- Arts & Literature
- Science & Technology
By Rebecca Gillie
The Social Network
Dir: David Fincher
Past attempts by Hollywood to cash in on various computer phenomena have been uniformly unsuccessful – mostly due to poor knowledge of what computers actually do (War Games, anyone?), outdated stereotypes of nerds and the plain fact that watching someone on their computer isn’t very interesting. However, these doubts are soon swept away by this enthralling dramatisation of a Harvard undergrad’s invention of Facebook. The brainchild of Se7en director David Fincher and screenwriter Aaron Sorkin, of The West Wing fame, The Social Network turns out to be a surprisingly profound meditation on fame and friendship.
Mark Zuckerberg, played by Jesse Eisenberg with an excellent balance of sarcasm and vulnerability, is a frustrated outsider whose world-changing creation stems from his burning jealousy of the college ‘in’ crowd. This enviable bunch of wealthy, beautiful successful Hardvardites is headed up by Cameron and Tyler Winklevoss (both played by Armie Hammer), last seen in real life rowing down the Thames for Oxford. It’s easy to see why Zuckerberg both loathes and envies them – as one twin puts it, “I’m 6’5”, I weigh 220 lbs, and there’s two of me.” Whatever the truth of Zuckerberg’s motivation behind screwing his friends over (Zuckerberg disputes that he did this, unsurprisingly), the result is a fascinating portrait of an ambitious and antipathetic young man with an insatiable desire for recognition which leads him to fall under the spell of a hard-partying web entrepreneur (a rightly obnoxious Justin Timberlake).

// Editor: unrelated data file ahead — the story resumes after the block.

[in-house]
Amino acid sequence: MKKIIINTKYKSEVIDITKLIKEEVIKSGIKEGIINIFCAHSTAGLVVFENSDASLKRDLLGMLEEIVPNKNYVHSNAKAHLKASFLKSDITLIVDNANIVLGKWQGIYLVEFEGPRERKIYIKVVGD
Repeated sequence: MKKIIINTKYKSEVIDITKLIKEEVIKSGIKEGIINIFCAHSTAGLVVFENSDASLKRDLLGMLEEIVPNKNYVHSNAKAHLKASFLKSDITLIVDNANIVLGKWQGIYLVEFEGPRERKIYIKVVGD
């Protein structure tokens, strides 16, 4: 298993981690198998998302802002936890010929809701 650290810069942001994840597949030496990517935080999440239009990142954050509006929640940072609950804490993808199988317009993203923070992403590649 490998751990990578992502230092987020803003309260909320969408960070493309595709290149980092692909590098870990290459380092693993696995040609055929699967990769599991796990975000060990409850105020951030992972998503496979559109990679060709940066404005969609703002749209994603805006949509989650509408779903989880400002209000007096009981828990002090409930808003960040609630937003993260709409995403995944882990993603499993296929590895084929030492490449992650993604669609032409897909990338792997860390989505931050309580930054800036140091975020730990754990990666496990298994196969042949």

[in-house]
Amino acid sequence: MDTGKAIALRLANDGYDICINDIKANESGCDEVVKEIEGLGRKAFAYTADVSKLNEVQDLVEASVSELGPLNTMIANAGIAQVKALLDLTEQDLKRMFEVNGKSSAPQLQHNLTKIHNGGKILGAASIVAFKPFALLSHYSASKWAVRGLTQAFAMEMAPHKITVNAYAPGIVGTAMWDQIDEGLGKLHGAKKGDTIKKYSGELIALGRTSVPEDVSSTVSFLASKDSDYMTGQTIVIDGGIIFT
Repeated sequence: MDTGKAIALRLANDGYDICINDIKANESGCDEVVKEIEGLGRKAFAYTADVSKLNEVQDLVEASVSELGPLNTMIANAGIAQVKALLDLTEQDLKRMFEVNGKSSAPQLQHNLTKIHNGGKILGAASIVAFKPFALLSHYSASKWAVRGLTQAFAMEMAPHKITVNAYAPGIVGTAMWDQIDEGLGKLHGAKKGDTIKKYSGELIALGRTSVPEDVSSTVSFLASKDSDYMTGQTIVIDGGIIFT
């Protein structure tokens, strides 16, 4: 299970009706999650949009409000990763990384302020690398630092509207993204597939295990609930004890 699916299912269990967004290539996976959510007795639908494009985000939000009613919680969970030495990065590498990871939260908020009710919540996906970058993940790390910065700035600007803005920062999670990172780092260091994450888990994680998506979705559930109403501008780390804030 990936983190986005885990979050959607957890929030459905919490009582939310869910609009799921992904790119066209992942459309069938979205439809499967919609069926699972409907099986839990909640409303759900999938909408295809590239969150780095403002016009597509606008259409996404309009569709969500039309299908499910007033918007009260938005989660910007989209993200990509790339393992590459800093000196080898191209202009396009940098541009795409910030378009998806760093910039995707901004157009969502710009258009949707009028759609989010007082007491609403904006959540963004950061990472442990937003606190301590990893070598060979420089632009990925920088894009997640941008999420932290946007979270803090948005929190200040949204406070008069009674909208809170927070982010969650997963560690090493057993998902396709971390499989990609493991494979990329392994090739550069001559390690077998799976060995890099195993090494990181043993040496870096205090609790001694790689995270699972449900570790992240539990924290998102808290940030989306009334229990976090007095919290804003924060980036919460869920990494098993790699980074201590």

In a trajectory reminiscent of Citizen Kane, Zuckerberg slowly becomes estranged from his college co-founders, most devastatingly his backer and best friend Eduardo Saverin (the excellent Andrew Garfield). The scene in which he administers the final stab in the back to his loyal partner is one of the most gut-wrenching you’ll see this year – there were audible gasps in the cinema – and credit must go to Sorkin for wringing so much gripping drama from subjects as dry as financial disputes and contract law.
It feels very surreal indeed to watch the spread of Facebook already presented as historical narrative before its founder is even 30, but this surely reinforces the film’s emphasis on the hyperspeed at which the online world progresses. To see the same tool we use for inviting our friends to the pub as the catalyst for destroyed friendships and bitter multi-million pound lawsuits is unsettling to say the least. Once you’ve watched The Social Network, don’t be surprised if next time your finger hovers a little longer than usual over ‘Log In’.